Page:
First, the British No 1 dispatched Sean Cole, who had the effrontery to defeat him in the quarter-finals two years ago. Then Mark Petchey, seeded to meet Bates in the semi-finals, found himself on the losing end of an absorbing match against Colin Beecher. To cap it all, the second seed, Chris Wilkinson, disappeared, beaten by the 30-year-old Nick Fulwood, a qualifier from Derbyshire.
Petchey, when eliminated by Neil Broad in the third round a year ago, complained that Telford's carpet courts were so fast that it would have been easier playing on the local ice rink. Cushioned acrylic has remedied that, as Petchey acknowledged, blaming an inability to take his chances for a 6-3, 1-6, 6-4 defeat by the impressive Beecher.
Cushioning courts is one thing, cushioning players another. The slippery subject this year is finance: how much cash support should be given to players by the Lawn Tennis Association? And for how long?
The debate was revived on Monday by the 21-year-old Andrew Foster, who expressed disappointment at being deprived of his LTA travel allowance after winning pounds 23,000 by advancing to the fourth round at Wimbledon.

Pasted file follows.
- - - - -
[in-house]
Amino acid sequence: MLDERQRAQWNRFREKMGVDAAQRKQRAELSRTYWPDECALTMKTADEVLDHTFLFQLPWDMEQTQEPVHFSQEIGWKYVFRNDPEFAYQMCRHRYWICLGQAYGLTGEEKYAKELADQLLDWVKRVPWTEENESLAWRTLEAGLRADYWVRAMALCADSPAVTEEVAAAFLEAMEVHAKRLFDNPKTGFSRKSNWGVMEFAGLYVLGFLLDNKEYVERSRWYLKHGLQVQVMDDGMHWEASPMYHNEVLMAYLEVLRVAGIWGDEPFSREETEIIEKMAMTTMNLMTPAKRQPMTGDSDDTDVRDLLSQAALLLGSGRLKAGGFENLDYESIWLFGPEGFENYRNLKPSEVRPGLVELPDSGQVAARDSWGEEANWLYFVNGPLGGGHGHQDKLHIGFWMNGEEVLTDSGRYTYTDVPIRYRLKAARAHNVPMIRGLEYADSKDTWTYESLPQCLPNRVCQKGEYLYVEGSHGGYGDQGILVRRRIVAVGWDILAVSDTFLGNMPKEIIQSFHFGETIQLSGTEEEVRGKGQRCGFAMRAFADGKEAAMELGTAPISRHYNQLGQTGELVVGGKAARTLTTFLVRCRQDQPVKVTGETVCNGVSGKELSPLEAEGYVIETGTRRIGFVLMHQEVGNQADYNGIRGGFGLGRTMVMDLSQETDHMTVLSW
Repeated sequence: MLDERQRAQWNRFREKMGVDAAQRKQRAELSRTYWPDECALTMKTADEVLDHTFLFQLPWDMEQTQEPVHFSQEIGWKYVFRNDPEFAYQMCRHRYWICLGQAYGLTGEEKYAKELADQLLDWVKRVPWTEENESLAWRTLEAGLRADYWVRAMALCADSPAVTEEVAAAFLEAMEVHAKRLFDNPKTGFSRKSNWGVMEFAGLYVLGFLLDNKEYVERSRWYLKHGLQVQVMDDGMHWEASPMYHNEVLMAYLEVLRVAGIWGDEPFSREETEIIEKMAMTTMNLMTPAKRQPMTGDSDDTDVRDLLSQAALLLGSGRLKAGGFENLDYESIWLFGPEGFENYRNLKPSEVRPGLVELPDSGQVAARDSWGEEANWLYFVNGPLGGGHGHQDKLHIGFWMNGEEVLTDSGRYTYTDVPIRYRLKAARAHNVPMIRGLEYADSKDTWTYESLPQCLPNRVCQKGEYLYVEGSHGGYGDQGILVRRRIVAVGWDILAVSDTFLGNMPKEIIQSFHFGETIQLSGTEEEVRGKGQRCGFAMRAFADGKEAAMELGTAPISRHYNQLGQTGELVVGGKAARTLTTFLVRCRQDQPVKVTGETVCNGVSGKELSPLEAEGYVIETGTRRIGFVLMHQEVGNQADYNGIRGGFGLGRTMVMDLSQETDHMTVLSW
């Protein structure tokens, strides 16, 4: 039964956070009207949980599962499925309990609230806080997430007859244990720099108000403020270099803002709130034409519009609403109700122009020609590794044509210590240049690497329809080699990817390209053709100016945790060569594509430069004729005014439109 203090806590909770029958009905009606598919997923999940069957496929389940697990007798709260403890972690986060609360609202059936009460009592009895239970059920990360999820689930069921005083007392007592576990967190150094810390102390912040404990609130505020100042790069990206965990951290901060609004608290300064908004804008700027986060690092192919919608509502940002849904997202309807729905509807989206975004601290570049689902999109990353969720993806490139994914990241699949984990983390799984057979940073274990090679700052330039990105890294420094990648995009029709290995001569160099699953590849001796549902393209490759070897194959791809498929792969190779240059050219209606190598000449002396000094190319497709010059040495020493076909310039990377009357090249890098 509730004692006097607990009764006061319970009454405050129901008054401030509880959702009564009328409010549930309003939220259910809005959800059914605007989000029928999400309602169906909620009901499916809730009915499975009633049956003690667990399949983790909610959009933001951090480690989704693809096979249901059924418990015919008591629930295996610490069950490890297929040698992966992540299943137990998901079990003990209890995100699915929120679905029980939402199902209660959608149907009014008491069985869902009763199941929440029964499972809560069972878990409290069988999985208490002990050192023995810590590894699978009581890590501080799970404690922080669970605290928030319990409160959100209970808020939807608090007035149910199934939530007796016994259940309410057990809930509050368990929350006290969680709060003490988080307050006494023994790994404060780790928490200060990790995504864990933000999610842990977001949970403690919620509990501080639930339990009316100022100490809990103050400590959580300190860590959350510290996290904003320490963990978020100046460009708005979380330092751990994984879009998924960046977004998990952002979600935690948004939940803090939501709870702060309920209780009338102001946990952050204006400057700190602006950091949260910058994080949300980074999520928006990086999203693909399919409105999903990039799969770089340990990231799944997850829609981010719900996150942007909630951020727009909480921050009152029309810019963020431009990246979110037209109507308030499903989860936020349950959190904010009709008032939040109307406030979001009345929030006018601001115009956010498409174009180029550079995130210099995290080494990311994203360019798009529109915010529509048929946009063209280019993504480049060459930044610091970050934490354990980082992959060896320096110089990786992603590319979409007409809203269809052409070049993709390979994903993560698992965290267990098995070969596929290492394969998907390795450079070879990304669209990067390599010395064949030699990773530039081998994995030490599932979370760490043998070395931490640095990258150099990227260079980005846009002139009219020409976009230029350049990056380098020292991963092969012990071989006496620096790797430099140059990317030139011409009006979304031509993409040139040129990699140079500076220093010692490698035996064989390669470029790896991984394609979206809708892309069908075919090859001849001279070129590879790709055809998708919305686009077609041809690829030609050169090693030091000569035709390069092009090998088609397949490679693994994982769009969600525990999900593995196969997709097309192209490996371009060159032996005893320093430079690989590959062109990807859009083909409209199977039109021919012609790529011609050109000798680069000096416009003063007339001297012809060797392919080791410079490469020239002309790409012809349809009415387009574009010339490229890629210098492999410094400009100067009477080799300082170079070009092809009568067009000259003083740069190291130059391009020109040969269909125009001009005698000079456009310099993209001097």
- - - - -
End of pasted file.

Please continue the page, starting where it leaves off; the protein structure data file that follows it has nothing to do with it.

Though Foster declined to elaborate yesterday after a first-round win against David Ison, his mood was not calculated to improve when Chris Bailey announced his third sponsorship since moaning about the LTA at the peak of his Wimbledon performance. NCR, the computer company, are Bailey's latest supporters, in an estimated pounds 50,000 package which will also help three younger players, Tim Henman, Mandy Wainwright, and an 11-year-old, Hannah Collin.
Bailey's timing - he sounded off immediately after that electrifying Centre Court performance against Goran Ivanisevic at the All England Club - was better than Foster's, and a winning personality has also helped to attract commercial interest.
Bates, 31, spoke up for the governing body after his 6-0, 6-2 win against Cole. 'The way to make a better tennis player is when they have to put themselves on the line, and the best way is financially,' he said. 'The LTA has helped a lot of players, but there has to be a cut-off point, when people have got to start fending for themselves. I don't think there's anything wrong with this happening at 21. You are a better person if you invest in yourself.'
Beecher, a 23-year-old from Kent, ranked No 443 in the world, is grateful that the LTA has reviewed his situation and is prepared to pay his way to play overseas. 'This is because I have started to play better,' he said. 'But people who do earn money can afford to pay for themselves.'
Since losing to Beecher in the final of the Under-18 covered courts championships, Petchey has been the player to rise in the game. He is currently No 153, one of five British men in the world's top 200.
Wilkinson, ranked No 117, was defeated by Fulwood, 7-6, 5-7, 6-4. Though currently unranked, the man from Risley proved himself yet again to be one of the most difficult domestic players to beat on his day.
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